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wedding angst

(12 Posts)
rosepoet Sun 08-Jan-17 13:49:33

Sibling who has always disliked me invited me [and one son, but not the other] to his only daughter's very grand wedding. Only not to the actual wedding, or the reception, either, just to a disco in the evening... When my son faced this exact issue last year, we decided not to be petty and invited said sibling and family to our wedding- only they were 'too busy' to come. And now they haven't included him in their 'non wedding' invitation.
It's funny how these things still matter...we don't want to spoil their daughter's big day, she is entitled to invite who she likes. It really shouldn't matter...but still, it's hurtful, tricky and potentially embarrassing, whatever we decide. The bride has asked for money gifts- another elephant trap! I'm curious as to how other families have coped with this issue...

MidnightVelvetthe7th Sun 08-Jan-17 14:03:43

Just a thought, if the wedding is that grand then it will reflect on the parents & as such they may be in control of the guest list or have a hefty hand in it at least. They do not want you there at the important bits but need to be able to explain your absence away in good manners, so if anyone asks why you are not there they are able to say that you were invited to the whole thing, but can only attend in the evening. You will not find out that they pretended to invite you to the whole thing. Thus you still attend the disco, the guests think you were invited all along & your sibling gets their own way.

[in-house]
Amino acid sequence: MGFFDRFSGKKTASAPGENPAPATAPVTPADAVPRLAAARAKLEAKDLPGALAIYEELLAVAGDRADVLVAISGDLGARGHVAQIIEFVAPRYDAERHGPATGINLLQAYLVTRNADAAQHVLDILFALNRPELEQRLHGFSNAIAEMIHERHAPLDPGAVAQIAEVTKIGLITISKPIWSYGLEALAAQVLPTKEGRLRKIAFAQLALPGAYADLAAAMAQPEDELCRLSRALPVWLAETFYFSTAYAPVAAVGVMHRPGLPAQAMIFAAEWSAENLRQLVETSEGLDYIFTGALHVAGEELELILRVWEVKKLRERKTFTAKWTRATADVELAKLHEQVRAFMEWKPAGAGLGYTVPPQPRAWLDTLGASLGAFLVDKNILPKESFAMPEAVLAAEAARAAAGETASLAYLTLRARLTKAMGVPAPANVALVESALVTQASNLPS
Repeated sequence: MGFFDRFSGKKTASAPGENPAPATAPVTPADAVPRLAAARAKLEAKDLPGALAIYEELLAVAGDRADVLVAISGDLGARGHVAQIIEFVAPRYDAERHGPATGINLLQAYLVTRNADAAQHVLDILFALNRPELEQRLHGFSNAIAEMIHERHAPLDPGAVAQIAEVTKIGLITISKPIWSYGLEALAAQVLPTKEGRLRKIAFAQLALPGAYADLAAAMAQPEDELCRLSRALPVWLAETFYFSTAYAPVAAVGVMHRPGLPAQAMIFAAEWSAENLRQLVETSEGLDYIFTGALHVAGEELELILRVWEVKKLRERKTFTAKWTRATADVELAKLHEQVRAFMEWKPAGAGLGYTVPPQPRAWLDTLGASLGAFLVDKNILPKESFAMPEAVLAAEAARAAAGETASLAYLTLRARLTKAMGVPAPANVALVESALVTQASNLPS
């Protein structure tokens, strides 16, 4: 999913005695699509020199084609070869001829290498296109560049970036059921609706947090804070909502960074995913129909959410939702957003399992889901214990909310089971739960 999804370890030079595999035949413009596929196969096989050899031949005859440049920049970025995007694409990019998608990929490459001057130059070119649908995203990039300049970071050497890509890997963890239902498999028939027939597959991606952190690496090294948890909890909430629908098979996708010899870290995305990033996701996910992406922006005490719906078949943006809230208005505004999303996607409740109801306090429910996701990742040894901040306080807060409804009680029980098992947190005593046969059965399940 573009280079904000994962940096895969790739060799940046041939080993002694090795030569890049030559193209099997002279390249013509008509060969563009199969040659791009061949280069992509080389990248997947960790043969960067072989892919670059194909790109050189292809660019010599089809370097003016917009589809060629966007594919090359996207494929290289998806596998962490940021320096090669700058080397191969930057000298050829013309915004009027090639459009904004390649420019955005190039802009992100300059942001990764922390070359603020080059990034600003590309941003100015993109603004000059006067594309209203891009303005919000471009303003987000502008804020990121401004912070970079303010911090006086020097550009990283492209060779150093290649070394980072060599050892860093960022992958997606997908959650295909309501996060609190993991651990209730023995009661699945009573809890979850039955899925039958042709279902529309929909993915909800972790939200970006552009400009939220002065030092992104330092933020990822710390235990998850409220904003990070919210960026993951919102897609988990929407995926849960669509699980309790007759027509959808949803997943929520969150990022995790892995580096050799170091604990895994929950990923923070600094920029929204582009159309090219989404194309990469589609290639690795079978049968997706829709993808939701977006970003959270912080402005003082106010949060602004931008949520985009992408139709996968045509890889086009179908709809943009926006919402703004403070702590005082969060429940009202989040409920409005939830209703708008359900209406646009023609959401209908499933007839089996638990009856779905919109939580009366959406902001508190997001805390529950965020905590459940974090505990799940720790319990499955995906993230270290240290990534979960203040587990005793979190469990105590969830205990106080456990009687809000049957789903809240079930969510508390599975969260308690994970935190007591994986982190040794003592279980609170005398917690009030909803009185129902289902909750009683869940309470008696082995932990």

If it were me then I'd just not go, tell them you are too busy & then if people ask you can say that you were invited to the disco but were already committed elsewhere for that evening. Send a card to the bride & groom but nothing else, you will not be spoiling their day.

I might also actually go away for the weekend to keep out of the whole thing! smile

DailyFail1 Sun 08-Jan-17 14:06:16

Don't go. Don't send the bride money either - a card will suffice.

GreenTureen Sun 08-Jan-17 14:07:25

Surely you would ask why one dc is invited and not the other?

StealthPolarBear Sun 08-Jan-17 14:08:07

But why specifically not invite your ds?

calzone Sun 08-Jan-17 14:08:41

Definitely agree with above.

Book a weekend away and send a card. No money.

StealthPolarBear Sun 08-Jan-17 14:08:52

Is your other ds still technically a child?

Peppapogstillonaloop Sun 08-Jan-17 14:09:56

Just don't go! Send a card no present. Done!

Ilovecaindingle Sun 08-Jan-17 14:09:58

Too busy.
Send a card.
And no gift.

Hulababy Sun 08-Jan-17 14:10:55

I would just not go. I would send a card but not a gift in this instance.

MovingOnUpMovingOnOut Sun 08-Jan-17 14:17:01

I would be too busy to go.

Probably watching Netflicks and eating pizza in my pyjamas

Leeds2 Sun 08-Jan-17 14:28:01

Did they send your DS a wedding gift when he got married?

How old is the DS who has been invited? Just wondering if he counts as a child, whereas your older DS is an adult and would also presumably expect his wife to be invited if he was.

I think I would decline, and send a card but no gift.

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